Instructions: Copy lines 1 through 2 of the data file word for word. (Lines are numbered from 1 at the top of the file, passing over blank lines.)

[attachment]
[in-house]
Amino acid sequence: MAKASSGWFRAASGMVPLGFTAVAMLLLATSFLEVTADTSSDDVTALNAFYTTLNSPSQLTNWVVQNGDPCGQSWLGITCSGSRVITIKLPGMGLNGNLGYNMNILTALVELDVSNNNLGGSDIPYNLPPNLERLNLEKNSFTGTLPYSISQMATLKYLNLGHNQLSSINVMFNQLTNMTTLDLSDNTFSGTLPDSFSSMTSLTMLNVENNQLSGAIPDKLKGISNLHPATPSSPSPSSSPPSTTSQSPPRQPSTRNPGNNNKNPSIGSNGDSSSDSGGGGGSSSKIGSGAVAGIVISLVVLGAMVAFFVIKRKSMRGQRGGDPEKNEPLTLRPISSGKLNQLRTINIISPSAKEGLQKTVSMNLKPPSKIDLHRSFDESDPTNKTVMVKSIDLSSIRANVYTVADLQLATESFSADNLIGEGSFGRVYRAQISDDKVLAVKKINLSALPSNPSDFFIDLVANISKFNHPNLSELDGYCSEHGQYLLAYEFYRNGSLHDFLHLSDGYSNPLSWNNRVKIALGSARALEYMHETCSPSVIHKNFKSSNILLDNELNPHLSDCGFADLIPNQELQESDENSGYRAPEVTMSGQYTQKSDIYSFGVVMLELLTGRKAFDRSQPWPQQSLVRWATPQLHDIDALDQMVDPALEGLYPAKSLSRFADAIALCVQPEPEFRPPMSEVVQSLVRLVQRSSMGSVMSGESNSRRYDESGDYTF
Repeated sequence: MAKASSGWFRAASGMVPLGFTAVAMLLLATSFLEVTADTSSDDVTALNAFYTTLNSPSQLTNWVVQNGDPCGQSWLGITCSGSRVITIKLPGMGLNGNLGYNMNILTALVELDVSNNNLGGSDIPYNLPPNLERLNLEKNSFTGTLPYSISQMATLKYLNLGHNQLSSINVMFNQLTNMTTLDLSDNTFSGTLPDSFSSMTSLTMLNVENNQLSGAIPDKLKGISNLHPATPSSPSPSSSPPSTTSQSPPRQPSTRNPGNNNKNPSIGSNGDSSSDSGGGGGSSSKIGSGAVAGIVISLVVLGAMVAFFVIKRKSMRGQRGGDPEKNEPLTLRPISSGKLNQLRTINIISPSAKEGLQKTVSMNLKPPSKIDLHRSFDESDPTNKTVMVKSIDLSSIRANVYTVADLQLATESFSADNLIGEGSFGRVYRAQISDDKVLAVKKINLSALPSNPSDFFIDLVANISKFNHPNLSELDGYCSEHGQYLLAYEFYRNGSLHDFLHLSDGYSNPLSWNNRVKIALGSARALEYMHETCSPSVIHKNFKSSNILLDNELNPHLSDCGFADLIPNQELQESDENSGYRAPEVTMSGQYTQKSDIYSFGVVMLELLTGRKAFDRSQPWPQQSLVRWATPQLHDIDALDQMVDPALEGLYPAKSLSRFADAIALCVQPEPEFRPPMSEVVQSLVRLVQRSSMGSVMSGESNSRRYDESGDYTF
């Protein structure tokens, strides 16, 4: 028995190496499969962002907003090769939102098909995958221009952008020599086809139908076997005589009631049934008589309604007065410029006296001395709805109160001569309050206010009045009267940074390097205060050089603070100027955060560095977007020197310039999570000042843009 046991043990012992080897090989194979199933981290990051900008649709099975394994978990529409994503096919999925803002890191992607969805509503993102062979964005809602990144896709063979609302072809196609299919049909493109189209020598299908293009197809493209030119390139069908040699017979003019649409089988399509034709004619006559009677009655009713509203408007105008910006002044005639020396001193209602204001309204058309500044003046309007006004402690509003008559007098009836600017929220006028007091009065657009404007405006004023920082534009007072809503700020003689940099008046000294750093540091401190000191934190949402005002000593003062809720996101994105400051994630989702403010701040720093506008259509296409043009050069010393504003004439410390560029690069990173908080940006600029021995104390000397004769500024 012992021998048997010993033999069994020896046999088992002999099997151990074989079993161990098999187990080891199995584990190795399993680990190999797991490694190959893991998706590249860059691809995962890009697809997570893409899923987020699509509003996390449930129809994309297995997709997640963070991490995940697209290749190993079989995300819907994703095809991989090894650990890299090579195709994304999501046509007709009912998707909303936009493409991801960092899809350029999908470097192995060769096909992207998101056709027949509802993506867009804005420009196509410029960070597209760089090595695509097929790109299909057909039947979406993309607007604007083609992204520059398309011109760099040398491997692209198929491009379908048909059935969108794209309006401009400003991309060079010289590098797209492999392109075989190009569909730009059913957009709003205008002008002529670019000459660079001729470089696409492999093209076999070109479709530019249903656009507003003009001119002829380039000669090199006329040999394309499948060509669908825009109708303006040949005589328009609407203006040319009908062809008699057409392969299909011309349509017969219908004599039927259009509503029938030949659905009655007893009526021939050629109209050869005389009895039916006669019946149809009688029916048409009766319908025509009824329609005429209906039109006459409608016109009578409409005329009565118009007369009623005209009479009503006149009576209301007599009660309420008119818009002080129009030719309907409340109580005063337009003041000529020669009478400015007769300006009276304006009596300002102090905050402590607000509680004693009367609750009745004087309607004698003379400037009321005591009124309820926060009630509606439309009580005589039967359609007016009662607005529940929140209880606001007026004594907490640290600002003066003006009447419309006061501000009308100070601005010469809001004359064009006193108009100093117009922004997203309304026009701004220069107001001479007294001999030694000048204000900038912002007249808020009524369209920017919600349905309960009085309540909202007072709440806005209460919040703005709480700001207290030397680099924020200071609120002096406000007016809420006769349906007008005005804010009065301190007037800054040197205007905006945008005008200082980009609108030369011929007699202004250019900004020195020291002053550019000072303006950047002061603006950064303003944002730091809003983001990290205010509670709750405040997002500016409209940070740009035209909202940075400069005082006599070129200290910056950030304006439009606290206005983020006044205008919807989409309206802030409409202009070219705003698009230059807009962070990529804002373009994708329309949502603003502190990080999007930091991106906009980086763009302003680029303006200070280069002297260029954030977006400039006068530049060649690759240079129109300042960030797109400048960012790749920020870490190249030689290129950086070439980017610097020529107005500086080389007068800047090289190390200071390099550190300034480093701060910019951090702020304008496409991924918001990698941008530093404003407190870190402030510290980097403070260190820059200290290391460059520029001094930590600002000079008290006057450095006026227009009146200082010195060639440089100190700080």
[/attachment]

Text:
[in-house]
Amino acid sequence: MAKASSGWFRAASGMVPLGFTAVAMLLLATSFLEVTADTSSDDVTALNAFYTTLNSPSQLTNWVVQNGDPCGQSWLGITCSGSRVITIKLPGMGLNGNLGYNMNILTALVELDVSNNNLGGSDIPYNLPPNLERLNLEKNSFTGTLPYSISQMATLKYLNLGHNQLSSINVMFNQLTNMTTLDLSDNTFSGTLPDSFSSMTSLTMLNVENNQLSGAIPDKLKGISNLHPATPSSPSPSSSPPSTTSQSPPRQPSTRNPGNNNKNPSIGSNGDSSSDSGGGGGSSSKIGSGAVAGIVISLVVLGAMVAFFVIKRKSMRGQRGGDPEKNEPLTLRPISSGKLNQLRTINIISPSAKEGLQKTVSMNLKPPSKIDLHRSFDESDPTNKTVMVKSIDLSSIRANVYTVADLQLATESFSADNLIGEGSFGRVYRAQISDDKVLAVKKINLSALPSNPSDFFIDLVANISKFNHPNLSELDGYCSEHGQYLLAYEFYRNGSLHDFLHLSDGYSNPLSWNNRVKIALGSARALEYMHETCSPSVIHKNFKSSNILLDNELNPHLSDCGFADLIPNQELQESDENSGYRAPEVTMSGQYTQKSDIYSFGVVMLELLTGRKAFDRSQPWPQQSLVRWATPQLHDIDALDQMVDPALEGLYPAKSLSRFADAIALCVQPEPEFRPPMSEVVQSLVRLVQRSSMGSVMSGESNSRRYDESGDYTF